While chatting to my sister in law, I was hit with a sentence that landed on me like a ton of bricks. It’s something that sat with me for a long time and caused a lot of internal deliberation. It was so simple and cut to the core of what I’ve been trying to discover (I think)… She said:
“To be happy, all you have to do is find an activity that makes you happy and do that thing often”.
Ok, I know what you’re thinking, this isn’t profound but to me it was. It was so simple but actually so complex. Ofcourse if you just do what makes you happy then you’re likely to be happier. To test the idea, think of the converse; would doing a lot pf something that makes you unhappy result in you becoming unhappy? Yes!
Then, approaching the proposition from a neuroscientific angle; doing something that makes you happy creates a neural pathway between two brain cells. The first time you do the activity, the path that the neuron takes between the two cells is like foot-steps in long grass. You can see they were there but it ain’t no path. The next time you do the activity and get that “good feeling” again, the path becomes a bit more worn and so on. By the time you’ve done the activity that makes you happy the 100th time, the pathway is no longer a path but a 6 lane super highway and it becomes super easy for those “good feelings” to pass quickly and efficiently thus increasing the likelihood of happiness.
So, the science stacks up. What’s next?
Well this was the hard part for me. The simplicity in her statement was beautiful but also very challenging because it actually wasn’t so simple. The reason was that to do the activity that makes you happy, you actually had to have an idea of what activities make you happy. This is where I fell down.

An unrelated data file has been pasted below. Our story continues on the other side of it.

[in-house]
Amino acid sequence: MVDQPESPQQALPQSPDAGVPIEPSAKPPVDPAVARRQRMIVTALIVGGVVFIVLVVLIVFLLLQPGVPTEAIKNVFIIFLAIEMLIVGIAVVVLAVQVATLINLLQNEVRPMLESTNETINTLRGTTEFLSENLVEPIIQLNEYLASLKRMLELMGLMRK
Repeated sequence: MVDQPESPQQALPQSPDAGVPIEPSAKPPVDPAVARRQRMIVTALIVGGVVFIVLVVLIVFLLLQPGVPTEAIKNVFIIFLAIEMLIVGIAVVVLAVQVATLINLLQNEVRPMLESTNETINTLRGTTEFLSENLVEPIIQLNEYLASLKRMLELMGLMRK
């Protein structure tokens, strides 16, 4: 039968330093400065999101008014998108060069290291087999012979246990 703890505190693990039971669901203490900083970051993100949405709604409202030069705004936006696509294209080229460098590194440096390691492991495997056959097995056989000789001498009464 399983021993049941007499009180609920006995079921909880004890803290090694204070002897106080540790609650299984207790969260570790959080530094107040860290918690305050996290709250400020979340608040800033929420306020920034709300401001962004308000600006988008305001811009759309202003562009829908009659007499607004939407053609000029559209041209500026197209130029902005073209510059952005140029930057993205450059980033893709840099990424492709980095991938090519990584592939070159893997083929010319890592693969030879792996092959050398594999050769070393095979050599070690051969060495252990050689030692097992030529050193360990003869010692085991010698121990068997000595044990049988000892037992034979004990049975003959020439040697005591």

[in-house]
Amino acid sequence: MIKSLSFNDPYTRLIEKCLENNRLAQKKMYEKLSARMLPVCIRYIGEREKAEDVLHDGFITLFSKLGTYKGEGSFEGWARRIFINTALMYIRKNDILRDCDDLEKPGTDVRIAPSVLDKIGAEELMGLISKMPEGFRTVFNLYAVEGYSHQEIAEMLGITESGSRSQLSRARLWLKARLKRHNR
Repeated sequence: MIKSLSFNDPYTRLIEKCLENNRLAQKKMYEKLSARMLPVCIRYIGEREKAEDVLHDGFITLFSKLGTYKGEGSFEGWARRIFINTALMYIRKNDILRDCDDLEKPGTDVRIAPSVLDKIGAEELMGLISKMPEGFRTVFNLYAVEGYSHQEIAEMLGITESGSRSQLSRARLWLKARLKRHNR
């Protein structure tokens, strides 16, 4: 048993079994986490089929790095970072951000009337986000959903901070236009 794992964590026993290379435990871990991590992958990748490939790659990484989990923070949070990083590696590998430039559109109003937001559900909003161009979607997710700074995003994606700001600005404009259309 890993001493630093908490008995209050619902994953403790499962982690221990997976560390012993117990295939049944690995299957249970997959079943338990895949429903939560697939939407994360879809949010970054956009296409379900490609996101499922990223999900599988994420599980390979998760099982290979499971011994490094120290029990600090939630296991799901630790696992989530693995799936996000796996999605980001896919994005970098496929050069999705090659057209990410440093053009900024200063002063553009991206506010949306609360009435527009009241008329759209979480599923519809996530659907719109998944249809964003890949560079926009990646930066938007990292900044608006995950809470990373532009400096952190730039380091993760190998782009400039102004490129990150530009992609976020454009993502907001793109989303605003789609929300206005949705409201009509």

My problem was that I’d spent so much time thinking of work and the endless pursuit of money that I had completely neglected my passions. In fact, in retrospect, I’m not even 100% convinced I even pursued any passions properly into my adult life. Instead, I finished university (college for our American readers) and went straight to work. I didn’t pay much mind to extra-curricular activities as I was focussed on getting a good job and then trying to work my way until I had a decent salary. This in itself was a problem as “what is a decent salary?”. I’d never actually sat down and defined what would be the end-goal, instead opting to just sprint on the hampster wheel and try and earn as much as I could. This caused wrestlessness for me as I never allowed myself to rest. I neglegted excercise and sport (something I’d enjoyed at school), I didn’t pursue any creative activities, I rarely did much else than hand-out with my girlfriend. This meant that any pleasureable activities were arranged by here and tended to be going to restaurants. When that relationship eventually ended, I was stuck. I’d forgotten how to pursue fun for fun’s sake. That is why, 10 years later, my sister in law’s words hit me like a punch in the face.
“All you have to do is find an activity that makes you happy and do that thing often”.
So where to from here? Well, I needed to find what made me happy. Read here to see what I tried.